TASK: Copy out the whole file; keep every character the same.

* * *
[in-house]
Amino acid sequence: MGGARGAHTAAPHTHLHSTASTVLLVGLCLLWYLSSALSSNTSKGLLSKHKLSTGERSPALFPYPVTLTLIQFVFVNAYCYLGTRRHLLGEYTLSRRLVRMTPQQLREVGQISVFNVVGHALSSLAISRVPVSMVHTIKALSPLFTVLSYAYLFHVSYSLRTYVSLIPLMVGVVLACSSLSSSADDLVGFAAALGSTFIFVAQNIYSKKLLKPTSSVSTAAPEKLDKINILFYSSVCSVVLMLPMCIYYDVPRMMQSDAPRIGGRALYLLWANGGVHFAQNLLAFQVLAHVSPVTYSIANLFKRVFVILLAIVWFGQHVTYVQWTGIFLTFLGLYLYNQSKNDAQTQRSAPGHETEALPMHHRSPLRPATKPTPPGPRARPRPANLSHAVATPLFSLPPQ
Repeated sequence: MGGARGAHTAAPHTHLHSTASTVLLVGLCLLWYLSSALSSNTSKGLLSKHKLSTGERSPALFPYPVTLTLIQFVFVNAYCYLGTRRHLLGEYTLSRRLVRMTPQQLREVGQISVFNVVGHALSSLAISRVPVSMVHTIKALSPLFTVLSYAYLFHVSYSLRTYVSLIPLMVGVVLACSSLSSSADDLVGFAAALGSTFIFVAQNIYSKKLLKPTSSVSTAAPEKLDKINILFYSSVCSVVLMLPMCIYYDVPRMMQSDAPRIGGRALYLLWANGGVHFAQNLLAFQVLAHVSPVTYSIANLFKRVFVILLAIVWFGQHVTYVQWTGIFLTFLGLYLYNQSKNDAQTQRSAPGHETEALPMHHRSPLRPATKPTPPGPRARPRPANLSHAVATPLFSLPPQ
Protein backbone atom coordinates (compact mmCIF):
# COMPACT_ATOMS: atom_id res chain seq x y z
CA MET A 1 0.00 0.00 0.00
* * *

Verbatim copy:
[in-house]
Amino acid sequence: MGGARGAHTAAPHTHLHSTASTVLLVGLCLLWYLSSALSSNTSKGLLSKHKLSTGERSPALFPYPVTLTLIQFVFVNAYCYLGTRRHLLGEYTLSRRLVRMTPQQLREVGQISVFNVVGHALSSLAISRVPVSMVHTIKALSPLFTVLSYAYLFHVSYSLRTYVSLIPLMVGVVLACSSLSSSADDLVGFAAALGSTFIFVAQNIYSKKLLKPTSSVSTAAPEKLDKINILFYSSVCSVVLMLPMCIYYDVPRMMQSDAPRIGGRALYLLWANGGVHFAQNLLAFQVLAHVSPVTYSIANLFKRVFVILLAIVWFGQHVTYVQWTGIFLTFLGLYLYNQSKNDAQTQRSAPGHETEALPMHHRSPLRPATKPTPPGPRARPRPANLSHAVATPLFSLPPQ
Repeated sequence: MGGARGAHTAAPHTHLHSTASTVLLVGLCLLWYLSSALSSNTSKGLLSKHKLSTGERSPALFPYPVTLTLIQFVFVNAYCYLGTRRHLLGEYTLSRRLVRMTPQQLREVGQISVFNVVGHALSSLAISRVPVSMVHTIKALSPLFTVLSYAYLFHVSYSLRTYVSLIPLMVGVVLACSSLSSSADDLVGFAAALGSTFIFVAQNIYSKKLLKPTSSVSTAAPEKLDKINILFYSSVCSVVLMLPMCIYYDVPRMMQSDAPRIGGRALYLLWANGGVHFAQNLLAFQVLAHVSPVTYSIANLFKRVFVILLAIVWFGQHVTYVQWTGIFLTFLGLYLYNQSKNDAQTQRSAPGHETEALPMHHRSPLRPATKPTPPGPRARPRPANLSHAVATPLFSLPPQ
Protein backbone atom coordinates (compact mmCIF):
# COMPACT_ATOMS: atom_id res chain seq x y z
CA MET A 1 0.00 0.00 0.00